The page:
Bruce Springsteen dazzles in Spain
Bruce Springsteen is on stunning form in a night of high energy and heartfelt emotion in Spain.
When you see an act of Bruce Springsteen's vintage (it's 39 years his debut album, Greetings From Asbury Park, NJ), you want to hear the big hits, the classics; the prospect of having to endure newer, less familiar material rarely appeals. Except that, in the case of Springsteen's latest tour, which kicked off its European leg in Seville last night, the new stuff easily stood comparison with old favourites such as Born to Run, Dancing in the Dark and Tenth Avenue Freeze-Out.
Wrecking Ball - his 17th studio album, released in February - is one of Springsteen's finest. And, as he and the E Street Band ploughed through eight of the 11 tracks on the CD, a wildly enthusiastic Spanish crowd roared their approval. And sang along, too.
Typically for Springsteen, whose blue-collar credentials remain intact despite the enormous wealth that success has bestowed on him, Wrecking Ball is about the injustices suffered by disadvantaged fellow Americans ("The banker man grows fat/Working man grows thin" he laments on Jack of All Trades); but also evident is an indefatigable pride in his country and a deep-seated optimism, too: "Tomorrow there'll be sunshine/And all this darkness past" (Land of Hope and Dreams).
The arenas of the world might not seem a natural home for a modern-day protest singer, but Springsteen, aka The Boss, is also one of the greatest showmen in rock and roll. The sound is big, but the feeling is intimate even when, as in Seville last night, there are upwards of 20,000 guests at the party, plus quite a crowd on stage, too: the E Street Band, who have backed Springsteen since the early days, have been augmented for this tour by an array of backing singers, accordion-, fiddle- and horn-players to the point where there are now 17 musicians on stage.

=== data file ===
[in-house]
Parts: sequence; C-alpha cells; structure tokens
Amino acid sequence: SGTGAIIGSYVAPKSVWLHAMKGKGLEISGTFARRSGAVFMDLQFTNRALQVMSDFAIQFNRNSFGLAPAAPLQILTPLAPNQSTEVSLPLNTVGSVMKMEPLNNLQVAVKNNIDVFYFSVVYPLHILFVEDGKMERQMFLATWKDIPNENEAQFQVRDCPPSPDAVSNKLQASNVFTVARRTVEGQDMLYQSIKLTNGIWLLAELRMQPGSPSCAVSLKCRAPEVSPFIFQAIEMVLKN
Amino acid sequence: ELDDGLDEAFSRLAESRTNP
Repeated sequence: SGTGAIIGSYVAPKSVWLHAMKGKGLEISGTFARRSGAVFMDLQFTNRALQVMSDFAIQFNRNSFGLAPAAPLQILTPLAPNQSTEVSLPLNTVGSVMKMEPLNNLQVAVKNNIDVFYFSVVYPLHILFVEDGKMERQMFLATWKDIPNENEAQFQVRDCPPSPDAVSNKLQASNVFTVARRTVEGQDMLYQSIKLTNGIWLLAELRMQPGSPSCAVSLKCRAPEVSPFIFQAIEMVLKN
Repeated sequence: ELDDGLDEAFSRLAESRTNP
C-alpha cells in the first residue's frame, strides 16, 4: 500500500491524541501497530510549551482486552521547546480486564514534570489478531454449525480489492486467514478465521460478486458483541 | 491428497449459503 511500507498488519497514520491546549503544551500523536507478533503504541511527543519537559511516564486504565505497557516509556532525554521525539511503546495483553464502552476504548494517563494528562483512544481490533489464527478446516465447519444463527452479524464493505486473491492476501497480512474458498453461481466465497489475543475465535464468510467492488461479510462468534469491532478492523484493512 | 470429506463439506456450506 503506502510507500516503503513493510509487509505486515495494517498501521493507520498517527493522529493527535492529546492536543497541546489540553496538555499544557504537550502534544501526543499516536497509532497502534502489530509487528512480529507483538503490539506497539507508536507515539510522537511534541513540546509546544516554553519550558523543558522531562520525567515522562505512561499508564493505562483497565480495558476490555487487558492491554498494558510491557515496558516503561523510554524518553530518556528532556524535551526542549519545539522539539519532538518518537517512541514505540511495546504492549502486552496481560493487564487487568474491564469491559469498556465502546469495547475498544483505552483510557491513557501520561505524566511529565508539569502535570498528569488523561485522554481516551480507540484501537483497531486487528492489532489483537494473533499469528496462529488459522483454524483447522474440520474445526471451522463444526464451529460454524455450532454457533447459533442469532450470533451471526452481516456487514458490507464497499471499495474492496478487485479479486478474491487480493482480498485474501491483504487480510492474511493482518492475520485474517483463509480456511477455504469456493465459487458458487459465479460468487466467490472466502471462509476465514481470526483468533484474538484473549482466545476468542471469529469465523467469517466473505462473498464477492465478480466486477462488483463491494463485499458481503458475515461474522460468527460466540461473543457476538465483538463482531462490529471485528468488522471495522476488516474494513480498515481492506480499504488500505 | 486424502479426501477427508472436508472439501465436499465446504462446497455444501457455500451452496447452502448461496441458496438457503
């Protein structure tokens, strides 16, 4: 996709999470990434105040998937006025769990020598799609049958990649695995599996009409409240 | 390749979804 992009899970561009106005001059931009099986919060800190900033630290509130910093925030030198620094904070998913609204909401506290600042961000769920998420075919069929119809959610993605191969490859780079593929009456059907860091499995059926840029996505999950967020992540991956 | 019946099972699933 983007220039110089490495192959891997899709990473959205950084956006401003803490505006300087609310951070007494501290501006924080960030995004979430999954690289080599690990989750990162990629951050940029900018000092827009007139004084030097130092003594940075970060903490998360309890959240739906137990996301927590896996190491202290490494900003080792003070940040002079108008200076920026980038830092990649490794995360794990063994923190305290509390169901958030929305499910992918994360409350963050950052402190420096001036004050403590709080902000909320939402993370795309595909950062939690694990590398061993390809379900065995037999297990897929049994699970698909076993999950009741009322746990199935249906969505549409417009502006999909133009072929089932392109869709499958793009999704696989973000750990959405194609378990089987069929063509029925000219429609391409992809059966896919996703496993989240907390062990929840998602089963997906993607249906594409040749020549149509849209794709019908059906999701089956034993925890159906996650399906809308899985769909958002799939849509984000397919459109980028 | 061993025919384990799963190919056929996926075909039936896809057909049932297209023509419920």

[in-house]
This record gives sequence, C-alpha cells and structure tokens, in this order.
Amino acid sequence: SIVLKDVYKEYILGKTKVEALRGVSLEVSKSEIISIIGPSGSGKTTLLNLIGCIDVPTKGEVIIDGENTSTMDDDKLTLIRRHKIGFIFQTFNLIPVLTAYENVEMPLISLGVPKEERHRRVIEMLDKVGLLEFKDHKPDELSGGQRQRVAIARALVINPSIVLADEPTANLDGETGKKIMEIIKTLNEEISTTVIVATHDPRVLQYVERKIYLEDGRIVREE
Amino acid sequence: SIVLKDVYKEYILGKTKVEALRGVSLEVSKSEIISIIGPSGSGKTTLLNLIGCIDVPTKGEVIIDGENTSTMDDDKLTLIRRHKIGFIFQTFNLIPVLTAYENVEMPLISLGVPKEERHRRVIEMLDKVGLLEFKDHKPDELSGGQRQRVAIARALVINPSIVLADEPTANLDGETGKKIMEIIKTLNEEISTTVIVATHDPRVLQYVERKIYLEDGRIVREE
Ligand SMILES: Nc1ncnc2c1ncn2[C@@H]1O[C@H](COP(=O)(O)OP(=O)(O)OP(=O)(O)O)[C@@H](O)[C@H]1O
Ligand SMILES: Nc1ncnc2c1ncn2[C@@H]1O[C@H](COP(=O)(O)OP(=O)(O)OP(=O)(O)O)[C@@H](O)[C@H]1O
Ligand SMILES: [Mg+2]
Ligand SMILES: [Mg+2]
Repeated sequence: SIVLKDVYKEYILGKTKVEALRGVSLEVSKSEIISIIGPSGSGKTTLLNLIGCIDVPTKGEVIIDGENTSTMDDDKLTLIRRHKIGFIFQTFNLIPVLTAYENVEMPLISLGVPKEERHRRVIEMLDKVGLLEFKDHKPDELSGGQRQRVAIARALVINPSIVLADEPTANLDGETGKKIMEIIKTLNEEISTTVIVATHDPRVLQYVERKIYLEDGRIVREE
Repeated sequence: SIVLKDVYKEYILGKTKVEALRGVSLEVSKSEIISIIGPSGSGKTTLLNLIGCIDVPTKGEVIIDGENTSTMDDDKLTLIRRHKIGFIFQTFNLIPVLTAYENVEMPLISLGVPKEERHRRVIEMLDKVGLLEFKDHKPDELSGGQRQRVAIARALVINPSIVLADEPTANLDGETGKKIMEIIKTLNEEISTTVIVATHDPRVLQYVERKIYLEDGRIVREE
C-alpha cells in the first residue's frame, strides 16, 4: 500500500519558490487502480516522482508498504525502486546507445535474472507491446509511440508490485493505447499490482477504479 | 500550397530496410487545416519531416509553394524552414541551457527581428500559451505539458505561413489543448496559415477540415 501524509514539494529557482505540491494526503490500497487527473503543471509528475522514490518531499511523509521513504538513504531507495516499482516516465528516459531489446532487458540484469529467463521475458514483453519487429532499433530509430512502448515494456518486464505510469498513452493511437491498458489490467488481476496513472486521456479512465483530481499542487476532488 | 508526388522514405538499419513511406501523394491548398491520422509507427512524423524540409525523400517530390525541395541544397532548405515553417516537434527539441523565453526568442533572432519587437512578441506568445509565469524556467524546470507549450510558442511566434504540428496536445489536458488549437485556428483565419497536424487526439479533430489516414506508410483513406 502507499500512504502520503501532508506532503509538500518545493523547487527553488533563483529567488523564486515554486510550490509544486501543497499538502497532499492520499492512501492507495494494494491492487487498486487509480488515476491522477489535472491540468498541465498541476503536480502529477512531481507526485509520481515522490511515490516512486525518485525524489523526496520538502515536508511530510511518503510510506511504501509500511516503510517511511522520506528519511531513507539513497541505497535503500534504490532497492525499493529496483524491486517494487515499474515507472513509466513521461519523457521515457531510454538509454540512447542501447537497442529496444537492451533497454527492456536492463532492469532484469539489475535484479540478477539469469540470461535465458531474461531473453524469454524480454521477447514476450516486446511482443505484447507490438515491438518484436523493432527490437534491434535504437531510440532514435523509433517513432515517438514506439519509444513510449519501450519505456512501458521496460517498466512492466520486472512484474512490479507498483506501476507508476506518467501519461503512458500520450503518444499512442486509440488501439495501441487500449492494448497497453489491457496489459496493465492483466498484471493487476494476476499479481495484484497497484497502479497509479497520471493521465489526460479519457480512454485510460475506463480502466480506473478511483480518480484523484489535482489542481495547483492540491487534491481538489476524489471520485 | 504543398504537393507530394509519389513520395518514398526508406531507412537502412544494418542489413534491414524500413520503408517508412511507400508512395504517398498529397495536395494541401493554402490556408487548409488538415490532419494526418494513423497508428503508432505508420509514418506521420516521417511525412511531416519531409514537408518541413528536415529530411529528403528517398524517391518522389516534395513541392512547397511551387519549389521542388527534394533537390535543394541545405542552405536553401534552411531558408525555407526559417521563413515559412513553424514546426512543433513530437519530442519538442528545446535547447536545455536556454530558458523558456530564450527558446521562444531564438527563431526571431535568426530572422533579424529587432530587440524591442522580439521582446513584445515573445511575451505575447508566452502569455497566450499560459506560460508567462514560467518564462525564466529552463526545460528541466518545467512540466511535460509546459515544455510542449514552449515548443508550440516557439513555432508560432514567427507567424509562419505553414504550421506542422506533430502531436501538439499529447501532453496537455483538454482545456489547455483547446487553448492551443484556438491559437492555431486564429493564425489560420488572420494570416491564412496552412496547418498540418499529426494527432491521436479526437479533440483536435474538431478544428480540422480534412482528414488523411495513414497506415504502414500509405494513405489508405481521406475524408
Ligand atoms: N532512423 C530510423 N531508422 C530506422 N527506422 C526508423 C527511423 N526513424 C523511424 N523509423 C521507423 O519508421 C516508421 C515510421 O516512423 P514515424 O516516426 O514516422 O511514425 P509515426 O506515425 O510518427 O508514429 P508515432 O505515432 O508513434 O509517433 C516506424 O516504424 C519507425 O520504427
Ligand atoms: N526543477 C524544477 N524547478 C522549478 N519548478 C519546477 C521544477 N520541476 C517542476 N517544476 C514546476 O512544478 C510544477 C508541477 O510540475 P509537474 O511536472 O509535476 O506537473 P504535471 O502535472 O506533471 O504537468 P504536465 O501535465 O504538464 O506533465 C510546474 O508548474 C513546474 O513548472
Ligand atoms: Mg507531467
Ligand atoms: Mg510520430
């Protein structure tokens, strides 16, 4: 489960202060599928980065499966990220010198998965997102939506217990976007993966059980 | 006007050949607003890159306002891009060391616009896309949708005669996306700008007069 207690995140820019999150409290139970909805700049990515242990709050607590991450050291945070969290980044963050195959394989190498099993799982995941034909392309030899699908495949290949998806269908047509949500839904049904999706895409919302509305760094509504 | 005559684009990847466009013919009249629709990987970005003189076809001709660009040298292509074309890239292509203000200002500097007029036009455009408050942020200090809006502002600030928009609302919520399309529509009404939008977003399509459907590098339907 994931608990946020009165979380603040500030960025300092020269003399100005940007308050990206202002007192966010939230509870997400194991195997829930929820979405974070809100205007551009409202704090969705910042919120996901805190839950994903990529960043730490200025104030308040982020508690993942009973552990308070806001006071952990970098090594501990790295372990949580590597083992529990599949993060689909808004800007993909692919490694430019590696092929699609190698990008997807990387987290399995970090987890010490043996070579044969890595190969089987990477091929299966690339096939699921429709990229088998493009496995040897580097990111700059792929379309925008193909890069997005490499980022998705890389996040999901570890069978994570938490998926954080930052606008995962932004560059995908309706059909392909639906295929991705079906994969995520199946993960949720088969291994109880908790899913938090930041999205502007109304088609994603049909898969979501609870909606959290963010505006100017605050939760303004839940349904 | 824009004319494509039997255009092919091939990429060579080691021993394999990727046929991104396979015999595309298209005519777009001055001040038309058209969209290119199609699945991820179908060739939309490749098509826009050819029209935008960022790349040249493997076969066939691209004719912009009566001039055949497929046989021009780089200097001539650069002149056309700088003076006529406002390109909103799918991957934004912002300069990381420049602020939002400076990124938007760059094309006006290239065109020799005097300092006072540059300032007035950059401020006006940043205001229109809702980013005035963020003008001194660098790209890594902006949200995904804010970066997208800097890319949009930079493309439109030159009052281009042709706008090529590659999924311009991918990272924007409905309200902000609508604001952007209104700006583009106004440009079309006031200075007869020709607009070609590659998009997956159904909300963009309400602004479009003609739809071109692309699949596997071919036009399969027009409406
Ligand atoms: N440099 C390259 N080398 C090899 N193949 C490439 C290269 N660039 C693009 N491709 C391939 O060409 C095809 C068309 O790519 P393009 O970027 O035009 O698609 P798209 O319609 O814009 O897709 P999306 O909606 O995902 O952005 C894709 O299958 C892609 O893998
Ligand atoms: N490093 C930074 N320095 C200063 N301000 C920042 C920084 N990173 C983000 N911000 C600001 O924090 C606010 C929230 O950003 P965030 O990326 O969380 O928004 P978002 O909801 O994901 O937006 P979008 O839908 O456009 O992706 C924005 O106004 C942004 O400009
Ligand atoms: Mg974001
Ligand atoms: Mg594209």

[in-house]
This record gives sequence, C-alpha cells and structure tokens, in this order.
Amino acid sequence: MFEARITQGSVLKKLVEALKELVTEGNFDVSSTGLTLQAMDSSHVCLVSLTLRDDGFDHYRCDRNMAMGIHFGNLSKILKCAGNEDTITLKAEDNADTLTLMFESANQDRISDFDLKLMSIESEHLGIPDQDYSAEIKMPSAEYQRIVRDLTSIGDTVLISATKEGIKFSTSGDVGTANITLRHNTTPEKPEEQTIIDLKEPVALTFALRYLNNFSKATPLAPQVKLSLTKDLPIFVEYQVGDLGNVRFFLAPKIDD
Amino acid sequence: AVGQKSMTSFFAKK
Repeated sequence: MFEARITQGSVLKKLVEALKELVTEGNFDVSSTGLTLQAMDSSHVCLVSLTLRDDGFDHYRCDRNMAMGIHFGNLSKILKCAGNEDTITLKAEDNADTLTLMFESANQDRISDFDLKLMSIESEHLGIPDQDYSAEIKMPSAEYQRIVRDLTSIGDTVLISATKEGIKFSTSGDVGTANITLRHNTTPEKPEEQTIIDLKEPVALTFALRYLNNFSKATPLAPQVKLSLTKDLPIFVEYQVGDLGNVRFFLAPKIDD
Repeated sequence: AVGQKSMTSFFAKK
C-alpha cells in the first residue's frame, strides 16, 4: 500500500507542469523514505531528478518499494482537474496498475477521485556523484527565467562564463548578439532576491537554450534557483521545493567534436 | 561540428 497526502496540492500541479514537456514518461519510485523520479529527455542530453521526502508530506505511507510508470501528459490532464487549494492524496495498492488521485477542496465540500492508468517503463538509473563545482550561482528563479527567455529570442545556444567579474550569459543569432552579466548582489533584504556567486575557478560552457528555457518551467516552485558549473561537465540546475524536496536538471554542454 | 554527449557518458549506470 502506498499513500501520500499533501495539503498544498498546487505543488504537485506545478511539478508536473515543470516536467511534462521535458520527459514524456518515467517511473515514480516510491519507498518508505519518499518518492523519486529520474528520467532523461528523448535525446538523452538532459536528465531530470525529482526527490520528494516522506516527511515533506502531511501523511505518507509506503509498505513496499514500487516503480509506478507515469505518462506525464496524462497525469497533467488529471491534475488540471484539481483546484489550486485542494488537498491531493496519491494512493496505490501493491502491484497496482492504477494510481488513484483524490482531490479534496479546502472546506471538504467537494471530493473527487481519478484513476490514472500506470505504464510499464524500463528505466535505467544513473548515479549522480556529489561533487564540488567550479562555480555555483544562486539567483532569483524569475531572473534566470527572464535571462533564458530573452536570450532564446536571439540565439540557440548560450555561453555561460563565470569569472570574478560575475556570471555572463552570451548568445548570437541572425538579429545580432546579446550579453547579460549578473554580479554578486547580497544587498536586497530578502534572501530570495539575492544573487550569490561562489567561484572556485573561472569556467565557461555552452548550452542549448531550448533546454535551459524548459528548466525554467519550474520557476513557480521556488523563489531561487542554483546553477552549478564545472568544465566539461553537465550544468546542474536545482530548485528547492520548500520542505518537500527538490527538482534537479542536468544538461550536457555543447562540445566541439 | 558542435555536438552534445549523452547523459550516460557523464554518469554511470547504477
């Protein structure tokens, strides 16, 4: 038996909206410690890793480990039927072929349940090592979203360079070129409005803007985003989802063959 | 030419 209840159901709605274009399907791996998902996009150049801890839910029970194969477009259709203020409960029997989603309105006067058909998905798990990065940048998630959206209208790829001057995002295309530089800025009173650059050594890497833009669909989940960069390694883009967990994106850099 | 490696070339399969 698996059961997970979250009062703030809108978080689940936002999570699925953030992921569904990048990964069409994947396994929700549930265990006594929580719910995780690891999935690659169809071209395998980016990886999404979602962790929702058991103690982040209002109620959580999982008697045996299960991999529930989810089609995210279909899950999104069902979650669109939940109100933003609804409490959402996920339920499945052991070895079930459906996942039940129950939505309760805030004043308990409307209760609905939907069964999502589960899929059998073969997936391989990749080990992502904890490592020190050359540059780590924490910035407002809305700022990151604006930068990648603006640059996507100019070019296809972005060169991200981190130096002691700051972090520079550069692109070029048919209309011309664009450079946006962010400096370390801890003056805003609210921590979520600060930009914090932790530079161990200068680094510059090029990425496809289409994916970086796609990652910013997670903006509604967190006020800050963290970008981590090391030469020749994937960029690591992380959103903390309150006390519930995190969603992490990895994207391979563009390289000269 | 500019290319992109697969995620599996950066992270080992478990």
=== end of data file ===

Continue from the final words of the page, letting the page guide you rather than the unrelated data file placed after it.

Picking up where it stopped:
So there was a lot going on, yet, throughout, Springsteen strove to get as close as he could to the audience. He didn't attempt any crowd-surfing, as he had during recent American dates, but he repeatedly leapt from the stage to venture into the seething, sweating melee of bodies (the temperature had hit 39 degrees earlier in the day and was still stifling).
On two occasions, he pulled youngsters up on stage. First, a Spanish girl of about 10 sang solo during Waitin' on a Sunny Day: she was word-perfect and in tune. Later, he smooched with another young girl during Dancing in the Dark: she had thick cotton-wool plugs in her ears.
Musical highlights included Because the Night (a hit for Patti Smith, who co-wrote it, in 1978), from its haunting piano intro, played by Roy Bittan, to an astonishingly frenetic solo by elfin guitarist Nils Lofgren; the roaring adrenaline rush of Candy's Room, powered by Max Weinberg's thunderous drums, was terrific, too.
After three hours, and well past midnight, the closer was Tenth Avenue Freeze-Out. Halfway through, the music suddenly stopped and the vast video screens that flanked the stage were filled with images of "the Big Man" Clarence Clemons, saxophonist and mainstay of the E Street Band, who died last year. It was a stunning climax to a night of high energy and heartfelt emotion.
The Wrecking Ball tour comes to the RDS in Dublin on 17 and 18 July.